Early Growth and puberty timing as predictors of disease risk
Professor Ken Ong (MRC Epidemiology Unit) and Professor Dunger study genetic, environmental determinants of size at birth, future growth and risk for adult disease. Current studies include study of the role of imprinted genes led by Dr Clive Petry and detailed evaluation of the effects of nutrition during infancy on short term risk for obesity and insulin resistance.
The POPS and Next Generation Children’s Projects: Early biomarker detection and long-term outcomes
With new funding from the NIHR Cambridge Biomedical Research Centre, we are collaborating with Professor Gordon Smith (Department of Obstetrics) to follow up growth and neurodevelopment of infants from Predictors of Pregnancy outcome study (POPS). The Decipher Developmental Disorders (DDD) project used whole exome sequencing for analysis and causative gene discovery of neurodevelopmental disorders in 14,000 probands and their parents (trios). With Professor Lucy Raymond, Dr. Helen Firth and Dr Matthew Hurles (University of Cambridge Department of Clinical Genetics and Wellcome Trust Sanger Institute) we are investigating utility of whole genome sequencing for diagnosis with rapid turnaround time in the NICU and paediatric ITU. Moreover, we will use genotype-phenotype linkage to electronic health and educational records to assess long-term outcomes into adulthood.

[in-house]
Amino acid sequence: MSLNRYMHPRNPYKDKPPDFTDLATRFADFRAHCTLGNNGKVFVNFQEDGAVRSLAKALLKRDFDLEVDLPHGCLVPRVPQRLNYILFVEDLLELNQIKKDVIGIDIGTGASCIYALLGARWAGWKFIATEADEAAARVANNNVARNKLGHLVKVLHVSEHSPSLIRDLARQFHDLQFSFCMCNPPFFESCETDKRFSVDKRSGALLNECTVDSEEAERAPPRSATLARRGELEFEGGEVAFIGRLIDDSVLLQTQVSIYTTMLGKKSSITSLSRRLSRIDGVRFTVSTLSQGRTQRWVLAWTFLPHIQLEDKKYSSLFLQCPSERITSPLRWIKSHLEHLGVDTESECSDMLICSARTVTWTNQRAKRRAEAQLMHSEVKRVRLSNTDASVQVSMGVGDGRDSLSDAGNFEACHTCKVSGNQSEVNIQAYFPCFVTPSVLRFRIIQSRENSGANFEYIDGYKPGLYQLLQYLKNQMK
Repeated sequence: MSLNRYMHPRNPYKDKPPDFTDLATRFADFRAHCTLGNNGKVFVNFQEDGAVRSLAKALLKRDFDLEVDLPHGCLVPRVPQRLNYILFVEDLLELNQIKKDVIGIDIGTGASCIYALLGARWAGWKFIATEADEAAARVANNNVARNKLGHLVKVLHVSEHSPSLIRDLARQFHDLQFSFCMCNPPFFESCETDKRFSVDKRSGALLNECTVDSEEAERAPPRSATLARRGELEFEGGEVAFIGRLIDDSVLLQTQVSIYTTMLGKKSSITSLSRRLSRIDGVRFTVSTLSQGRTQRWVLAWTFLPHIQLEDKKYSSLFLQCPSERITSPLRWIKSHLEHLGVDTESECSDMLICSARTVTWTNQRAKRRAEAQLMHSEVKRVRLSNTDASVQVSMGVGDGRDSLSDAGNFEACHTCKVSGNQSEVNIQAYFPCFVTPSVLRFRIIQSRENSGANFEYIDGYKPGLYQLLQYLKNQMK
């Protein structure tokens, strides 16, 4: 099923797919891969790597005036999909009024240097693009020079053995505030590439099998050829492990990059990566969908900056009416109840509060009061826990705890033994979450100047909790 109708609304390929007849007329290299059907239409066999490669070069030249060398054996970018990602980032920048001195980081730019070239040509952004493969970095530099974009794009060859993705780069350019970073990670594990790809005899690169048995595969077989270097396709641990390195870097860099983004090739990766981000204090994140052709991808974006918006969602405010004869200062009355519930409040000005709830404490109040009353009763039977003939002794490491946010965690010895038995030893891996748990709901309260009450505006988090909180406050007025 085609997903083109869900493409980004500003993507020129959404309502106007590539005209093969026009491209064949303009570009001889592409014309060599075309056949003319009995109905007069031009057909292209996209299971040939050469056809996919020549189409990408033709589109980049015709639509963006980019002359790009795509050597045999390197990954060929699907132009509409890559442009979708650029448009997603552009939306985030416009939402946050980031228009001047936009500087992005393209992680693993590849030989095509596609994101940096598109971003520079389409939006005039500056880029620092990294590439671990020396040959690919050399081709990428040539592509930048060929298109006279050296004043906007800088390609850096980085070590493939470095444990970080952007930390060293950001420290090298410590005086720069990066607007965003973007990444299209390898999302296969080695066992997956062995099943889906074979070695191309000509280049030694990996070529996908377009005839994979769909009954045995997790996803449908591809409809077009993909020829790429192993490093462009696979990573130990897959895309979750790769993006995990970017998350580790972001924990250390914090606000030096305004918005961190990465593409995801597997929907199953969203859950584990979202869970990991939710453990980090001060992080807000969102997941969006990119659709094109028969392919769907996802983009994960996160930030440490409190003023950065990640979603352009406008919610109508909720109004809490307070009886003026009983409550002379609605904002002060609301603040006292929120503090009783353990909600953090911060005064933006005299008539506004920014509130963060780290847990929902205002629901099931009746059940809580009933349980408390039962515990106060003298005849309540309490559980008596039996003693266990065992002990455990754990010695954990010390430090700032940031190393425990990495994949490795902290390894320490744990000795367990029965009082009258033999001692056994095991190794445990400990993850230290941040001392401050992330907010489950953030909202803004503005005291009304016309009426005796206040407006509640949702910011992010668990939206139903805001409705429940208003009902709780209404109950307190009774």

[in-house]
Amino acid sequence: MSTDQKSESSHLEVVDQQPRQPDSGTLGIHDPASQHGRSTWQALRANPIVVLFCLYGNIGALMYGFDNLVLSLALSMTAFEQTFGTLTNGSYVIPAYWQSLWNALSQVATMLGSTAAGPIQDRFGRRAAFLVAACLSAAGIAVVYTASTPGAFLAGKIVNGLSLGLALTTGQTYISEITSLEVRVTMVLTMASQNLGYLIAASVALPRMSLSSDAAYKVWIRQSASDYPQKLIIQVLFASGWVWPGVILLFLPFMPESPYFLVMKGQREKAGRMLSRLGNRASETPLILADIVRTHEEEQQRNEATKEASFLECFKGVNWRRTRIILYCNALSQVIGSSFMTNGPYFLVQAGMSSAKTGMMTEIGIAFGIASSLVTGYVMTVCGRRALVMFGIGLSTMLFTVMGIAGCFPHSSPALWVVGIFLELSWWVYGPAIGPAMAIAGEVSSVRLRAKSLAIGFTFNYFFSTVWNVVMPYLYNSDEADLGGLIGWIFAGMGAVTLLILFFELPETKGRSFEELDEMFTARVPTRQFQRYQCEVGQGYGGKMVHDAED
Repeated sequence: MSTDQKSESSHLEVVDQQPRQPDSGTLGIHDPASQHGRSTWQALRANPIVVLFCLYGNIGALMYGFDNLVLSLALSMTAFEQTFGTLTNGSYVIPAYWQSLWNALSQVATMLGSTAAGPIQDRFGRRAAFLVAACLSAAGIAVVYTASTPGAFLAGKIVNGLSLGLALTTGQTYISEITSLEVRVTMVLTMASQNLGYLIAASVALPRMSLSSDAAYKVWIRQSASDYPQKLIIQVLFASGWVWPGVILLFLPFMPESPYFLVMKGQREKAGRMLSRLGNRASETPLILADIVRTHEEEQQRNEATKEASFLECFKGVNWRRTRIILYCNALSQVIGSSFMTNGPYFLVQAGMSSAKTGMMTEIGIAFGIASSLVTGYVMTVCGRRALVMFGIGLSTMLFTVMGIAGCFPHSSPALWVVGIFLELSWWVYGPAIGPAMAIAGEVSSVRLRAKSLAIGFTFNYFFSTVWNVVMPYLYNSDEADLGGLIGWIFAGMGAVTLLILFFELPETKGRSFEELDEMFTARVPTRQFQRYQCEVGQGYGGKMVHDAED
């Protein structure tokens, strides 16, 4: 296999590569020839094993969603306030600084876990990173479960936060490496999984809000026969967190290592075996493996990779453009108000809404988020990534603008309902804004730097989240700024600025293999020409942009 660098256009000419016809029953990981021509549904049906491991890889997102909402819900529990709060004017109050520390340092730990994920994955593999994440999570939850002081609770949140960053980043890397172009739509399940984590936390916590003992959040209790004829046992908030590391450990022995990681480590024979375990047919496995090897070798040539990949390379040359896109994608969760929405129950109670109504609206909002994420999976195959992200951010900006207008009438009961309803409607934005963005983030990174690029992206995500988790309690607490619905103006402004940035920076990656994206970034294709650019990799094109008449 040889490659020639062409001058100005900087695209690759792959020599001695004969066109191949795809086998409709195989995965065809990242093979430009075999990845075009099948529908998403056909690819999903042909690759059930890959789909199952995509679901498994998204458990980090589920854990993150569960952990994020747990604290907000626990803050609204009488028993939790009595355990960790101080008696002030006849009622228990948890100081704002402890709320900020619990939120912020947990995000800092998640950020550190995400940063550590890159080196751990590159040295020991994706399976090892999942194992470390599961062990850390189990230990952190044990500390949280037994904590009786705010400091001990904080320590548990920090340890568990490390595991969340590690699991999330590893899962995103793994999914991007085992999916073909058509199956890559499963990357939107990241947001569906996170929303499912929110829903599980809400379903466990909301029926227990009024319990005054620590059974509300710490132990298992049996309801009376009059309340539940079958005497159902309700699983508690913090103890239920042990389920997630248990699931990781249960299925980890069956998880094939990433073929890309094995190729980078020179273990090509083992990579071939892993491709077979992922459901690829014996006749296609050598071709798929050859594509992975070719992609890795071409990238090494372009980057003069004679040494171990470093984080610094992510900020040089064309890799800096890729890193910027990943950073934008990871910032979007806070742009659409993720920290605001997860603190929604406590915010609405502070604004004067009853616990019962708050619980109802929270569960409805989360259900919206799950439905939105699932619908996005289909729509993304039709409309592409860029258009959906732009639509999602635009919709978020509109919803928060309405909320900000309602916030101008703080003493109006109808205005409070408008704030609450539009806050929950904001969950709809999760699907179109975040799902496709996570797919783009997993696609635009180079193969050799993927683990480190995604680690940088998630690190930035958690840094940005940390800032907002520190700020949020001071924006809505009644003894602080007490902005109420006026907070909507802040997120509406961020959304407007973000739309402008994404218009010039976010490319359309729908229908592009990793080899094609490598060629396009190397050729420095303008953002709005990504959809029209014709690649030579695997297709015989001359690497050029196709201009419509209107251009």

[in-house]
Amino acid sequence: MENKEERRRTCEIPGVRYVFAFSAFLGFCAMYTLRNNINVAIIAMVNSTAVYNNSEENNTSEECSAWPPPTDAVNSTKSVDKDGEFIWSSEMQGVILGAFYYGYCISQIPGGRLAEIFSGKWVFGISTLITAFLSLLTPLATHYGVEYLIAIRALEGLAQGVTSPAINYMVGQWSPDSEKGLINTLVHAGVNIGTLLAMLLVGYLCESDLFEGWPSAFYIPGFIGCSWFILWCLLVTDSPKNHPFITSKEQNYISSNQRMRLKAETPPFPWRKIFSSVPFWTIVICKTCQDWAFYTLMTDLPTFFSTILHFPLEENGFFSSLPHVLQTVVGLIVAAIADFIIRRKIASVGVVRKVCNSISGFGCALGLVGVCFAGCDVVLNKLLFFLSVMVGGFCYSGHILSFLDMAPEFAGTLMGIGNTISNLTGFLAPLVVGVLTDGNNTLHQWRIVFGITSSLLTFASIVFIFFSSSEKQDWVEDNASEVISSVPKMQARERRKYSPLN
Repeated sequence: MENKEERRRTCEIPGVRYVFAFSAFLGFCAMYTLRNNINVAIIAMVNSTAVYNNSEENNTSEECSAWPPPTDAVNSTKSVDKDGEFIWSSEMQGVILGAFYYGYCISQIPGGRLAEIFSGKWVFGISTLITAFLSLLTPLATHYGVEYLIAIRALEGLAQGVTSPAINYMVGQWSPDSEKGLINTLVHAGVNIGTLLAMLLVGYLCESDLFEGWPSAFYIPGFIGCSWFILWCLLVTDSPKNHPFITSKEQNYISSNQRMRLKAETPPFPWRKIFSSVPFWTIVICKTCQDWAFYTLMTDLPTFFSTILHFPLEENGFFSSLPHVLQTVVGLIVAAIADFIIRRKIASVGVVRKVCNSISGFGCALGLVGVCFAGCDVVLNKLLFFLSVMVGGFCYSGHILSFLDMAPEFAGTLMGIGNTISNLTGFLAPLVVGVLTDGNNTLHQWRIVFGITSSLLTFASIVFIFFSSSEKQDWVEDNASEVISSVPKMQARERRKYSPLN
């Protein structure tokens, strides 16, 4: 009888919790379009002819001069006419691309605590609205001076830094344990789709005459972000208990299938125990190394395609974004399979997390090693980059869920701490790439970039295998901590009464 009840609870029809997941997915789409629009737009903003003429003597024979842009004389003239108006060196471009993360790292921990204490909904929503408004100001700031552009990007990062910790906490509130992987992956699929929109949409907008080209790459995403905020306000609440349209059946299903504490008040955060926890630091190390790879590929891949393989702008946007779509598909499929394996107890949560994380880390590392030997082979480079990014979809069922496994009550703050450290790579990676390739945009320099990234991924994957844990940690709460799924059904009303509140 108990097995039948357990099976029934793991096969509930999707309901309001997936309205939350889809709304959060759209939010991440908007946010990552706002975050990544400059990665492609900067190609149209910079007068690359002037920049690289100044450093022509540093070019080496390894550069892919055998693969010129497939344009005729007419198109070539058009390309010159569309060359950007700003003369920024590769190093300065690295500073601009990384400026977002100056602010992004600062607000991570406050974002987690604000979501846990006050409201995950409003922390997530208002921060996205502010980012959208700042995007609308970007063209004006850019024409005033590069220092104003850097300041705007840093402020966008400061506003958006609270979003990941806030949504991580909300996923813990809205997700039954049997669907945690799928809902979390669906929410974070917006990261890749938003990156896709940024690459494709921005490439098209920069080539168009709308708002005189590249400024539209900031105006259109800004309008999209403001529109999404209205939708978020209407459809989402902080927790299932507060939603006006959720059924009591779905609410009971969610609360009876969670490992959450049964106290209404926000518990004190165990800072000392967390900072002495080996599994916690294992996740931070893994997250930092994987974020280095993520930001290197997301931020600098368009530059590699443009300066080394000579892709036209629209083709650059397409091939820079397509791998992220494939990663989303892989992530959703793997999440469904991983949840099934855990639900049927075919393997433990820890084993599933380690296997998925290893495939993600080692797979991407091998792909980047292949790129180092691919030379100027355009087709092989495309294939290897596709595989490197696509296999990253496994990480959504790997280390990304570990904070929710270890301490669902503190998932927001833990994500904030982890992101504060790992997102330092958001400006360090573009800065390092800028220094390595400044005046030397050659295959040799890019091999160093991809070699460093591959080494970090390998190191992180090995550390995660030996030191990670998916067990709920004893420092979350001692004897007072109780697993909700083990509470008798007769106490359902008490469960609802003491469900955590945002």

Inflammatory bowel disease, allergy and gut barrier dysfunction
Another area of research is focused on epigenetics of the intestinal immune system in health and disease particularly inflammatory bowel diseases (IBD) led by Dr Matt Zilbauer. Specifically, we are currently exploring the impact of epigenetic mechanisms such as DNA methylation and histone modifications on regulating gene expression in purified cell subsets such as the intestinal epithelium as well as peripheral blood mononuclear cells (PBMCs). Dr Andrew Clark investigates serious childhood allergies and prevention strategies.
As part of a study to investigate pathophysiology of gut barrier dysfunction in critical illness, Dr Nazima Pathan and the PICU research group are undertaking research into how the gut-host homeostasis is altered in critical illness in children for insights into disease complications and therapy. The PICU team has an interest in genomic applications and neuro-intensive care.